MRI examination revealed bone marrow edema in the ischium and a minimally displaced lesion. The adjacent muscles showed no edema. These were diagnosed as apophyseal lesions of the ischium (Figures 2(b)–2(c)).
X-ray examination of the other boy showed enlargement of the ischiopubic synchondrosis, which was asymmetrically enlarged on the left side (Figure 3(a)). MRI revealed edema on both sides of the synchondroses in the pubic and ischium. These synchondroses appeared wide with irregular lines; however, both the ischium and ilium cortices were normal (Figures 3(b)–3(c)). A Tc99 bone scan showed increased uptake in the area of the synchondrosis on the left side. Thus, the diagnosis of osteochondritis of synchondrosis (Van Neck–Odelberg) was confirmed.
The treatment for both patients was the elimination of the activities and use of crutches for partial weight-bearing, for a month. This treatment resulted in symptom relief and both children returned to their activities after 4–5 months of rest.
The fourth patient was a 10-year-old girl who was initially diagnosed with subacute osteomyelitis of the pelvis. She had experienced pain and discomfort around her left hip that had lasted for 2 months. She was admitted to the pediatric department of a state hospital. MRI revealed edema of the ischiopubic area, which was diagnosed as subacute osteomyelitis, for which treatment with antibiotics was provided.
Clinical examination revealed a normal active girl with occasional discomfort in activities. A review of the MRI revealed edema of the ischium, with intact periosteum and absence of periosteal reactions. The adjacent muscles were normal (Figures 4(a)–4(c)).
Blood tests showed normal erythrocyte sedimentation rate (ESR), C-reactive protein (CRP), and white blood count. We diagnosed the patient with osteochondritis of the ischiopubic area. Therefore, the patient discontinued the medication and returned to her normal activities within two months. She did not require the use of crutches. X-ray examination confirmed asymmetry of ischiopubic synchondrosis.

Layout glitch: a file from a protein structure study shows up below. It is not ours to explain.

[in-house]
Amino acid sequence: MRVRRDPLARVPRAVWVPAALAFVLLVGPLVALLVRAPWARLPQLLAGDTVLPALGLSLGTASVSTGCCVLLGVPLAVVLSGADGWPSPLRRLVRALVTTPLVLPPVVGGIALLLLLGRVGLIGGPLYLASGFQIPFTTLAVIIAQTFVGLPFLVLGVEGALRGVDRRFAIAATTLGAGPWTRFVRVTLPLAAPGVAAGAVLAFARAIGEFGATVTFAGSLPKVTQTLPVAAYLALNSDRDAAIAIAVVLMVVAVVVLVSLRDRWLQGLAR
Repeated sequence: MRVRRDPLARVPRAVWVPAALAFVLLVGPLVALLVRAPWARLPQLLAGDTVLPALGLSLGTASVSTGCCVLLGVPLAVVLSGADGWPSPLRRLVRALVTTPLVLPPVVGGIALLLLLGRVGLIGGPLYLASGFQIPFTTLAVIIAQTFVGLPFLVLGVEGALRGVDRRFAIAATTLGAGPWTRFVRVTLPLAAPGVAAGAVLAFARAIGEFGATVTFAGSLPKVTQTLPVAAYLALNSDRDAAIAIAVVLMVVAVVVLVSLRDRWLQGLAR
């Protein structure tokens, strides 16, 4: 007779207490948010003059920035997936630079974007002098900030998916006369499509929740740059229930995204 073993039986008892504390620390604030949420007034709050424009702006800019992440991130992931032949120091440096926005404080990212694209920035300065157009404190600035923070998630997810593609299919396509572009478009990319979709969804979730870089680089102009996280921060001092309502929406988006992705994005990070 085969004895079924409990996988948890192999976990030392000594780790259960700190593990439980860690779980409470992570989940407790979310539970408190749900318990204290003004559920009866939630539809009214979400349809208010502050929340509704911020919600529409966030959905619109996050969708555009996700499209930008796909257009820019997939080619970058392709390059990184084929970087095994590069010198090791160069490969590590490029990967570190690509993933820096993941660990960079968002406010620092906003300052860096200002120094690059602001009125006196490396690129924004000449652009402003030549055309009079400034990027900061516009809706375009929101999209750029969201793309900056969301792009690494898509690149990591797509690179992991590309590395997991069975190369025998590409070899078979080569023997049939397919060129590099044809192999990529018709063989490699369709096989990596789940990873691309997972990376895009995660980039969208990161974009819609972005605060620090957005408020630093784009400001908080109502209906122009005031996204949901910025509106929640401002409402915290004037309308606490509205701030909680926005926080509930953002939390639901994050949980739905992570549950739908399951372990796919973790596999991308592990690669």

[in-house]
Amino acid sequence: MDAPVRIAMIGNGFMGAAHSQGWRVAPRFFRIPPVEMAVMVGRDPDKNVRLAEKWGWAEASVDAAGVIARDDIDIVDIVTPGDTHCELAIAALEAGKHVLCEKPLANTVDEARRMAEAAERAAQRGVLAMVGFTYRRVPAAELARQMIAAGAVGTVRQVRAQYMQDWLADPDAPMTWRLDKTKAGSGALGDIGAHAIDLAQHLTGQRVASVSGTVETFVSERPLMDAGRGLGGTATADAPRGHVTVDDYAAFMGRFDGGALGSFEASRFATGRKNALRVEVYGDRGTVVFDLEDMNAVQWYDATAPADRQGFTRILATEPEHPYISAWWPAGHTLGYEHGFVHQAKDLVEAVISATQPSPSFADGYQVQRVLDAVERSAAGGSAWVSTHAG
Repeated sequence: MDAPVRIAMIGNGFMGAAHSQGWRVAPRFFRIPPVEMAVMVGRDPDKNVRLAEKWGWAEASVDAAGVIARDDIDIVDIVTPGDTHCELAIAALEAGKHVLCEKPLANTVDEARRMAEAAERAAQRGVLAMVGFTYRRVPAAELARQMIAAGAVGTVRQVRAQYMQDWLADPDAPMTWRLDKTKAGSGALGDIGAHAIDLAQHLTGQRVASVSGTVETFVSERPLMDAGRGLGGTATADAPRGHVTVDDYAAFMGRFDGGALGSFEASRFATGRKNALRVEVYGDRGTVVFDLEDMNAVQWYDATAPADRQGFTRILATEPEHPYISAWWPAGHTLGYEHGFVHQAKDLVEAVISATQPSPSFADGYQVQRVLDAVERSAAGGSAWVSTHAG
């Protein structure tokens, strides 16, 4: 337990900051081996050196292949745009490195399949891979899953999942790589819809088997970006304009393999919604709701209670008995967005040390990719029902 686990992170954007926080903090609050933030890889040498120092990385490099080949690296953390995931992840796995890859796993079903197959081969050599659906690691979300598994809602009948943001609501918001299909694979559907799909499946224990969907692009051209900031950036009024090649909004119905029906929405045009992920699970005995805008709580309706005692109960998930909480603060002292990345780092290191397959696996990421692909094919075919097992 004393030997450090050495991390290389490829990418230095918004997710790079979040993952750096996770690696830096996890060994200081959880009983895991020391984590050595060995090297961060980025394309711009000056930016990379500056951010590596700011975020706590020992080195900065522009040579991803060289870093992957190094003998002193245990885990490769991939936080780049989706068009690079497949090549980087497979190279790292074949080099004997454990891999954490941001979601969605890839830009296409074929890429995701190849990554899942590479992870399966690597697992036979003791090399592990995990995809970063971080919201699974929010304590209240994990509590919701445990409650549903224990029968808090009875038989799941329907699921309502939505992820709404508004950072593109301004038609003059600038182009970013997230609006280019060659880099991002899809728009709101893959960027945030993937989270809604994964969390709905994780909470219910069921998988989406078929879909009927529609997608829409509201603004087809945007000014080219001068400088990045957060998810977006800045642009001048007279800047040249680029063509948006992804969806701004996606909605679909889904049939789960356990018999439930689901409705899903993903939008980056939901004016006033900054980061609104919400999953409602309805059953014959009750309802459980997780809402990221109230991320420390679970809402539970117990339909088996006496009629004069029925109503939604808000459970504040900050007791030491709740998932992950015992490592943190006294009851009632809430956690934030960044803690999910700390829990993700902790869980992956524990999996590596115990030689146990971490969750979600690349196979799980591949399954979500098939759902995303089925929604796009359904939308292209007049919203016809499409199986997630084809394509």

Adolescents who present with pain and the hip region accompanied by a limp must be properly evaluated for an accurate diagnosis. It is important to exclude SCFE, which is a commonly missed diagnosis. The potential causes for these symptoms include benign or malignant tumors, infection, autoimmune disorders, and stress fractures [1–3, 5, 6].
Avulsion fractures of the ischium are usually acute injuries, mainly in young athletes, that occur after a sudden contraction of the hamstrings, which present as pain and difficulty in jumping. They are uncommon injuries, mainly observed in adolescents participating in sports activities such as gymnastics, soccer, and dancing. In acute injuries, a history of recent trauma is usually well documented and a curved bony fragment with sharp margins adjacent to the parental bone is typically observed in all imaging modalities, leading to the correct diagnosis [7–9].
Computed tomography (CT) and MRI can be used to the diagnosis, mainly by confirming and evaluating the displacement of the fragment. MRI shows muscle edema; moreover, in cases where plain X-rays cannot detect a bone fragment, this appears as an avulsion lesion on MRI. Depending on the displacement, it can be treated either conservatively or surgically with appropriate stabilization. Surgery is usually indicated for larger fragments, with more than 1.5 cm of avulsion. Painful nonunion may also require surgical stabilization [10–13].
In contrast to typical avulsion ischial tuberosity lesions, our first patient presented with layers of calcification with smooth lining attached to the inferior part of the ischium, which were visible by X-ray. Avulsion injuries in the ischiopubic area in young athletes are usually caused by chronic repetitive trauma. Instead of a distinct detached bony fragment, these injuries present with irregular, ill-defined margins of the parental bone, with concomitant rarefaction and lysis. This type of injury can be mistaken for more aggressive processes, such as infection or Ewing sarcoma, particularly in cases with no clear history of trauma .
The radiological image findings showed similarities to osteochondritis of the tibial tuberosity, with layers of calcification. The cortex was intact and there were no areas of moated bone. The periosteal reaction on X-rays must be differentiated from Ewing sarcoma. In sarcoma, MRI shows a destroyed or irregular cortex, with possible extension of the tumor into soft tissues. In our first patient, MRI showed a smooth semilunar ossified mass, with a minimally detached periosteum of the ischium, along with edema of the ischium and fluid between the mass and the host bone. The bone cortex was normal and the hamstring muscles were attached to the bone.